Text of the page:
Volunteering: when giving gives back

Volunteering is one of the most effective ways to reduce stress and boost your mental health.

While it might seem like just another task on your (already cluttered) plate, volunteering is one of the most effective ways to reduce stress and boost your mental health.

Surprisingly enough, it can actually make you feel like you have more time to give, while building your career through gaining new skills, experiences and social networks.

Below, we’ll look into some of the ways volunteering is good for you and your career

Sharing is caring (for yourself)

In one of those (all too rare) win-win scenarios, when well planned, volunteering isn’t just good for the people and organisations you’re donating your time to, it’s also good for you. Study after study shows that volunteering gives back by providing you with purpose, widening your network and developing your skill base.

It’s also a boost for your career! As well as looking great on your CV, it shows that you’re eager to learn, can bring new skills into the workforce and can become a potential entry point into your employer of choice.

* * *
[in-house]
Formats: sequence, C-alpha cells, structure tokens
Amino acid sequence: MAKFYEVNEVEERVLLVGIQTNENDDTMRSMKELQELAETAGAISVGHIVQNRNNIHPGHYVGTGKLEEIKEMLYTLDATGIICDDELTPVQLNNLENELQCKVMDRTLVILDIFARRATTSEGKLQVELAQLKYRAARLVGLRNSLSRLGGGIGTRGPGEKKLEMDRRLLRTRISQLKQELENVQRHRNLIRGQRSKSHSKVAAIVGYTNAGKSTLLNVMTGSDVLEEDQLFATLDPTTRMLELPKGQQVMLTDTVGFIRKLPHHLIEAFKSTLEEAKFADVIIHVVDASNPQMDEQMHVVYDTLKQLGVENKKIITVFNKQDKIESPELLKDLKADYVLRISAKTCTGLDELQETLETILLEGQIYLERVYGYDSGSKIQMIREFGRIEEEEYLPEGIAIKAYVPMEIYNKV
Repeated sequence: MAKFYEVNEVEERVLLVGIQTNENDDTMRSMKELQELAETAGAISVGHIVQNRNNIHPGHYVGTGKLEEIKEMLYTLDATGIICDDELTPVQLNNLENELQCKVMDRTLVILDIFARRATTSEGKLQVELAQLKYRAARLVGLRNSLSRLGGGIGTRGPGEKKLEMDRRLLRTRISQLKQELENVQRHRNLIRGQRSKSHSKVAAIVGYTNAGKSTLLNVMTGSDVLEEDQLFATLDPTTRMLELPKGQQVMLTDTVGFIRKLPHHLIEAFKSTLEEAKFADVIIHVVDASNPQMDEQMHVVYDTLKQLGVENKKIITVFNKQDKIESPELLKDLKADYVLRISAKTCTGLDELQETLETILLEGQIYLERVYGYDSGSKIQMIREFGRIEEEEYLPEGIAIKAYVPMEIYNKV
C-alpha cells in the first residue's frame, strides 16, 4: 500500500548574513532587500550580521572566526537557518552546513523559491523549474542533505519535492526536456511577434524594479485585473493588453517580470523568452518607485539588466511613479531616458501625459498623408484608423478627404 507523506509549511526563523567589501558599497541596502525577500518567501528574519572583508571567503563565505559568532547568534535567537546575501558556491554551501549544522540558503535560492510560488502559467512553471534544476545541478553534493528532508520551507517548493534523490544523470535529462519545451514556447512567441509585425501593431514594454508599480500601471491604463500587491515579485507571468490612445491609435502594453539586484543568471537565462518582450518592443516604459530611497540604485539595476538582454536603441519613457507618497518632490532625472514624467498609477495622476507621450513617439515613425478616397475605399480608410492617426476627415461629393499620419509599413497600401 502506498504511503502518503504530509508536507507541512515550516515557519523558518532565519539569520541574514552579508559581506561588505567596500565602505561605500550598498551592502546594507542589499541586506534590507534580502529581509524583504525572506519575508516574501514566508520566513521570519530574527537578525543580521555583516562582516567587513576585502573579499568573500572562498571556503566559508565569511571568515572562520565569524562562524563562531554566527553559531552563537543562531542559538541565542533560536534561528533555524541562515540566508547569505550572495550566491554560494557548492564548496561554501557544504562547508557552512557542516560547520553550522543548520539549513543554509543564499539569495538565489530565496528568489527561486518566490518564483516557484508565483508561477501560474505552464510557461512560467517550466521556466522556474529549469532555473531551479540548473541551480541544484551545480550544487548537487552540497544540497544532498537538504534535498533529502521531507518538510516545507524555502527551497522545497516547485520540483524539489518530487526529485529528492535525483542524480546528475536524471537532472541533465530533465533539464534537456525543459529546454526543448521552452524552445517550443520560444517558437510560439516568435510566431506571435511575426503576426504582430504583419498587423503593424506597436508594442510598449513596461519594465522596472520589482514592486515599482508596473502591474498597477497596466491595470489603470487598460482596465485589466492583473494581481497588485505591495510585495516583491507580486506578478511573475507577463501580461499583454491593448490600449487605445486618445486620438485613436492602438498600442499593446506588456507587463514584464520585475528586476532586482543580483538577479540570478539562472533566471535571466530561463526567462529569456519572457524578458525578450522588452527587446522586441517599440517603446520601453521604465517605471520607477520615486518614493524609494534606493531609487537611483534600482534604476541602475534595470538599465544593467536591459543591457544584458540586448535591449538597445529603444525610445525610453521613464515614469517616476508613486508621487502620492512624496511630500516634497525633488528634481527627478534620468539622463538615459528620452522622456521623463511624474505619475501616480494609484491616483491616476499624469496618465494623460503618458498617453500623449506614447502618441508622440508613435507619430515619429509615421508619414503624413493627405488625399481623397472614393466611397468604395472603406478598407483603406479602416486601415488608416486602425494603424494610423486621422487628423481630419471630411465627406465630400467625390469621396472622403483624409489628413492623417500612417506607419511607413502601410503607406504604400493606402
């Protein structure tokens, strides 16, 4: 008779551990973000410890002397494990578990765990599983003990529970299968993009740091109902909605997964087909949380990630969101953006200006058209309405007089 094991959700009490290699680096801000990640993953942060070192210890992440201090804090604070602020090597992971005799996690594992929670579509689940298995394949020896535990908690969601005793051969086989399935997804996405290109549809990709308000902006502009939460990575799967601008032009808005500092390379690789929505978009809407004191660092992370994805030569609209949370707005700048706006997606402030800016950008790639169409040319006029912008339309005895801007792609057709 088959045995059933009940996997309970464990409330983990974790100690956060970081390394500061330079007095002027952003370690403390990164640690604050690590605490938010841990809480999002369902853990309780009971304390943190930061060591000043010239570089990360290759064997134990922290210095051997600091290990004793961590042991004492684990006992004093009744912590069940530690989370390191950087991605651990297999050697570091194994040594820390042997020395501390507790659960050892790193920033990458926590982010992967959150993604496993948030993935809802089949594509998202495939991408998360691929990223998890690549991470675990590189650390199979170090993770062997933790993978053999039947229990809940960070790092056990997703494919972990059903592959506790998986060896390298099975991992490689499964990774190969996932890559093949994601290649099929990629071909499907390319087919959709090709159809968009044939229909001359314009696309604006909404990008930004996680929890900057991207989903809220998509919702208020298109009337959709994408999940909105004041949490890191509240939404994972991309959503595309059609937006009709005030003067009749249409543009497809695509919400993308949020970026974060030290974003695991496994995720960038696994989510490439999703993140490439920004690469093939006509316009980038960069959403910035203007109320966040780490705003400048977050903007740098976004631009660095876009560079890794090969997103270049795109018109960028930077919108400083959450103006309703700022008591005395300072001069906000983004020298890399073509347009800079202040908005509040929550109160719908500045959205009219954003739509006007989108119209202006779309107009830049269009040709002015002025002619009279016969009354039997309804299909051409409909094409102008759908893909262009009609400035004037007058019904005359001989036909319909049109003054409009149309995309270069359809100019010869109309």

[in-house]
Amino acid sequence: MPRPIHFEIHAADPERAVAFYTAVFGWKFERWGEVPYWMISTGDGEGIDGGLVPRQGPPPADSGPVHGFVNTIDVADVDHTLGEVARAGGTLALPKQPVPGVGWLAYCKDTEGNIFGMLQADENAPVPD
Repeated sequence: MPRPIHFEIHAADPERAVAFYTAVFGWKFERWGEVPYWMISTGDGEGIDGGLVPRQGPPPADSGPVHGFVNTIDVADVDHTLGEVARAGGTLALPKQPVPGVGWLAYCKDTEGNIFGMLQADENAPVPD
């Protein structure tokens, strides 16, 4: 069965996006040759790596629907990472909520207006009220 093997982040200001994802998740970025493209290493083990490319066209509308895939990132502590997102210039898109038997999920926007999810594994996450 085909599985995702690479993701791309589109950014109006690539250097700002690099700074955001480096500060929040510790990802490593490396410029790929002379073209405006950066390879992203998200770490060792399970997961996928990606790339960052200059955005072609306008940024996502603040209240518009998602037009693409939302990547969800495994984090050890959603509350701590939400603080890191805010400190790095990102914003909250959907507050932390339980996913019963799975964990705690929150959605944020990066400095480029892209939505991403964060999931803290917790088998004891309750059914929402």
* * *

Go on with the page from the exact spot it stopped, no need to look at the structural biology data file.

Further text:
Not just that - volunteering also contributes over $25 billion dollars of labour to the economy in places where it’s needed the most.

There are a number of ways to get into volunteering and a plethora of organisations managing opportunities. Volunteering Australia and Govolunteer are great places to start and can help match your experience, interest and passions with what’s needed.

Giving gives back

Personal benefits aside, making a positive difference to people’s lives is what really matters, and that’s what volunteering is all about. It’s intrinsically altruistic and celebrates the goodness in us all, aiming to improve the quality of life for everyone involved. Just a few hours a week can bring fun and fulfillment to your life and actively create a community around you.

So give what you can, and you just might be surprised by what you get back.